> news:...
    > > Hi,
    > >
    > > I have been thinking about how to overload the assign operation '='.

    >
    > Assignment is a statement, not an operator, and therefore not
    > overloadable . This is an intentional design decision that GvR will
    > not change.


    Well, what about the idea of providing another statement, the one I
    proposed in the original post?

    '=' statement assigns type and value
    ':=' statement assigns value only

    Rim
    Rim, Jul 1, 2003
    #5
  6. Rim

    Alan Kennedy Guest

    Rim wrote:

    > What do you think about providing a statement to assign values
    > without assigning type?
    >
    > '=' statement assigns value and type
    > ':=' statement assigns value ony


    I think the concept has some merit. I think that sometimes it useful to ensure
    that the target of a rebind operation have the same type as the object which was
    bound before the rebind.

    I know that the same effect can be achieved by descriptors or overriding
    "setattr" et al. Or something like this

    a = 9
    b = 42
    if isinstance(b, type(a)):
    a = b
    else:
    raise TypeError("Incompatible types.")

    However, these options, i.e. putting type checking logic in "setattr" et al, do
    not make it explicit in the code that type enforcement is in place.

    Expressing the enforcement syntactically, as Rim suggests, would make it more
    explicit for the programmer, as well as providing some extremely useful
    optimisation hints, especially for products such as psyco.

    Psyco, if I understand it correctly, generates machine code for all paths
    through a suite, depending on the types of the objects manipulated in the suite.
    Such explicitly stated type enforcement would provide valuable information to
    optimisers.

    Not that I'm proposing that the OPs solution be adopted. Just that I think he is
    addressing a valid concern.

    regards,

    --
    alan kennedy
    -----------------------------------------------------
    check http headers here: http://xhaus.com/headers
    email alan: http://xhaus.com/mailto/alan
    Alan Kennedy, Jul 1, 2003
    #6
  7. Rim

    Aahz Guest

    In article <>,
    Rim <> wrote:
    >
    >I have been thinking about how to overload the assign operation '='.
    >In many cases, I wanted to provide users of my packages a natural
    >interface to the extended built-in types I created for them, but the
    >assign operator is always forcing them to "type cast" or coerce the
    >result when they do a simple assign for the purpose of setting the
    >value of a variable. Borrowing an example from this newgroup, the
    >second assignment below ereases all Currency knowledge from variable
    >'c', when the user only wanted to update the value of c, not its type:
    >
    >c=Currency(5)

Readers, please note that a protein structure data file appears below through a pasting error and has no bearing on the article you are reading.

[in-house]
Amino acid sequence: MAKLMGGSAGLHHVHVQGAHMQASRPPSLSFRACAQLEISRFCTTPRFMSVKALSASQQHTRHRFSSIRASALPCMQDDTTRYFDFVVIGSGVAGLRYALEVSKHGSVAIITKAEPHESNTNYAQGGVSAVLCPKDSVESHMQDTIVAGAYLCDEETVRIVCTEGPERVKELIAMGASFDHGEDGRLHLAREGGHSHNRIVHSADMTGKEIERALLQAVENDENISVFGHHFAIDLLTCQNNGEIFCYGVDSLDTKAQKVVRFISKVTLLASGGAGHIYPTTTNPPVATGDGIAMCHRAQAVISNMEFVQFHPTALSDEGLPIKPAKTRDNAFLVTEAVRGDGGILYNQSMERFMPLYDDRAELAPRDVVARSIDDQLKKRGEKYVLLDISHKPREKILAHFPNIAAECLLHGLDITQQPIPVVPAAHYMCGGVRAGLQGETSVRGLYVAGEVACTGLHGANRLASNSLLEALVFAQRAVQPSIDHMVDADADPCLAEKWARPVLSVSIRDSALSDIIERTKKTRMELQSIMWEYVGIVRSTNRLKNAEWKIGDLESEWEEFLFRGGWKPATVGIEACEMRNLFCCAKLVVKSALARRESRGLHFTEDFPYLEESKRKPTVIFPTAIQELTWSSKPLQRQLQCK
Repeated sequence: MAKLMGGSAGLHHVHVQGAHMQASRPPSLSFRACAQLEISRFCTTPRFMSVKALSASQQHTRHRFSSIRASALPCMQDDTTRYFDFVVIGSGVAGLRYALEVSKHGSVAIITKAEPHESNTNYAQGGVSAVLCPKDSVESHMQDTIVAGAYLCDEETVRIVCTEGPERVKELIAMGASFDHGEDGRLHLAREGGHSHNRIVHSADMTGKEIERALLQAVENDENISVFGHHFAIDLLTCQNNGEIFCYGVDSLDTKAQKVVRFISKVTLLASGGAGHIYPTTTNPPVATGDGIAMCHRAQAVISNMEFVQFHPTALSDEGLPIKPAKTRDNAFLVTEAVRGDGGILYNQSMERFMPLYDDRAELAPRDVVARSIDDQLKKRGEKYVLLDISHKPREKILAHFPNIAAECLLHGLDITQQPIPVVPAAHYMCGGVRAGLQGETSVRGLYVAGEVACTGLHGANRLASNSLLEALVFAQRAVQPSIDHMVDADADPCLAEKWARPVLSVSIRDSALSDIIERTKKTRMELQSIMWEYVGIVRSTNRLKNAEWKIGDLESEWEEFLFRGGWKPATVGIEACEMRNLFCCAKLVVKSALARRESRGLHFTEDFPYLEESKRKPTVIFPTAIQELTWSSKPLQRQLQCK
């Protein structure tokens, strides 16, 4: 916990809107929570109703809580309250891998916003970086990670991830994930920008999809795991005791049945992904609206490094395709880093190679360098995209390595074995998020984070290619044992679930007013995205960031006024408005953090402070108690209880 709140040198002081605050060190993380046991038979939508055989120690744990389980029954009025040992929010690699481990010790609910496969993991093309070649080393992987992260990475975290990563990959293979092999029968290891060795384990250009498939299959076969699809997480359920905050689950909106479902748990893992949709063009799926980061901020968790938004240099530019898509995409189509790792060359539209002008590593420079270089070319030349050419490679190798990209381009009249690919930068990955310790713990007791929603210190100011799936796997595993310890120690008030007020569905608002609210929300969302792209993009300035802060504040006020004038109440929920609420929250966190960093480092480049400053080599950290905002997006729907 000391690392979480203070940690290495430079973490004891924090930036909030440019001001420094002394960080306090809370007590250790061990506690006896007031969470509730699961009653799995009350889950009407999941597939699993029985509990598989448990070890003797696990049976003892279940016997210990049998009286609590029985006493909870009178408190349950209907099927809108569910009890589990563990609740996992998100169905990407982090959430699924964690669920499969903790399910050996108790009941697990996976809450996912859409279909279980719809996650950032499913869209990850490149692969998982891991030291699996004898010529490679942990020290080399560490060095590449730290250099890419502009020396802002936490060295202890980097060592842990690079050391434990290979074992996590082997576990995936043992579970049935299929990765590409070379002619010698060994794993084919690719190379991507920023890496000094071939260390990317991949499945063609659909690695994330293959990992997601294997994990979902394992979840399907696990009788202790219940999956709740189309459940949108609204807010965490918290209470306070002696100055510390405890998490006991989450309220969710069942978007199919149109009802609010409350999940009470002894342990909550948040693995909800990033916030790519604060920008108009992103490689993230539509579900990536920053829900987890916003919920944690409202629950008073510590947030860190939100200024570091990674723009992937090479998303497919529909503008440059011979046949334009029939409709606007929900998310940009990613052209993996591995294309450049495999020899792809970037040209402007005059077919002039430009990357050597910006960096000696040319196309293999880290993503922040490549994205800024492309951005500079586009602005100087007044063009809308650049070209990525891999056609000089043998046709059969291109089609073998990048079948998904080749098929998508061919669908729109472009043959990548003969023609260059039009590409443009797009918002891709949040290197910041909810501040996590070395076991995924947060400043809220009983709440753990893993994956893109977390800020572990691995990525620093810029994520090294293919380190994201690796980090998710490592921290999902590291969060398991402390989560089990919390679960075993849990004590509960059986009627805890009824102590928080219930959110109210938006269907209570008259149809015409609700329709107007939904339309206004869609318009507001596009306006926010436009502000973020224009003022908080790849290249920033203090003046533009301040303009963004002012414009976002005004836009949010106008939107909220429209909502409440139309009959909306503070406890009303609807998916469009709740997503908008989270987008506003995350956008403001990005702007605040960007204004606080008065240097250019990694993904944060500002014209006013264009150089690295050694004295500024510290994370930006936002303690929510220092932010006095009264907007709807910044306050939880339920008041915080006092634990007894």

>c=7
    >
    >I fully understand the workaround of doing c=Curreny(7) instead, but
    >users don't want to be bothered with that.


    If you have users who don't want to learn Python, give them a special
    Python-like language. I won't say it's trivial, but it's not that hard.
    --
    Aahz () <*> http://www.pythoncraft.com/

    Usenet is not a democracy. It is a weird cross between an anarchy and a
    dictatorship.
    Aahz, Jul 1, 2003
    #7
  8. Rim

    John Roth Guest

    "John Roth" <> wrote in message
    news:...
    >
    > "Rim" <> wrote in message
    > news:...
    > > Hi,
    > >
    > > I have been thinking about how to overload the assign operation '='.
    > > In many cases, I wanted to provide users of my packages a natural
    > > interface to the extended built-in types I created for them, but the
    > > assign operator is always forcing them to "type cast" or coerce the
    > > result when they do a simple assign for the purpose of setting the
    > > value of a variable.

    >
    > Use a property. Changing the semantics of the assignment
    > statement (NOT assignment operator) is not going to happen.
    >
    > Properties are new in Python 2.2 (which is around a year
    > old by now.) They enable you to have getter and setter
    > methods with an interface that looks like an instance
    > variable.
    >
    > John Roth


    I usually don't reply to my own posts, but I thought it
    might be nice if I put up a skeletal example of how to do it.

    I'm assuming that what you want is a way of insuring, in a
    class named Foo, that the variable fooBar is always bound
    to a class instance of Bar, regardless of what the user tries
    to assign to it.

    Most of what follows is documented in "What's New in Python 2.2,"
    section 2: Peps 252 and 253: Type and Class Changes.

    The information on the __new__ method is in the document
    under 2.5: Related Links.

    The way to do this is:

    1. Both Foo and Bar have to inherit from a built-in type.
    That's usually "object", but it can be any built-in type.

    2. Refactor Foo so that all references to self.fooBar
    now refer to self._fooBar. (It can be any name; the
    underscore is a convention that means "private."

    3. Insert the following code in Foo:

    def _getFooBar(self):
    return self._fooBar

    def _setFooBar(self, parm):
    self._fooBar = Bar(parm)

    _fooBar = property(_setFooBar, _getFoobar, None, "doc strings swing")

    4. In class Bar, use the __new__ method to check if
    the parameter is an instance of class Bar. If it is, return that
    instance, otherwise call your superclass's __new__ method
    to create a new object and return it.

    5. In class Bar, do whatever type determination you need to
    in the __init__ method to build your new Bar object.

    Most of this is documented in "What's New in Python 2.2,"
    section 2: Peps 252 and 253: Type and Class Changes.

    The information on the __new__ method is in the document
    under 2.5: Related Links.

    HTH

    John Roth

    >
    >
    John Roth, Jul 1, 2003
    #8
  9. Rim

    Cliff Wells Guest

    On Mon, 2003-06-30 at 20:31, Rim wrote:

    > The idea is to separate the value assignment from the type assignment,
    > by introducing a new operator, let's say the ':=' operator.
    >
    > '=' remains what it is, assigns type and value at the same time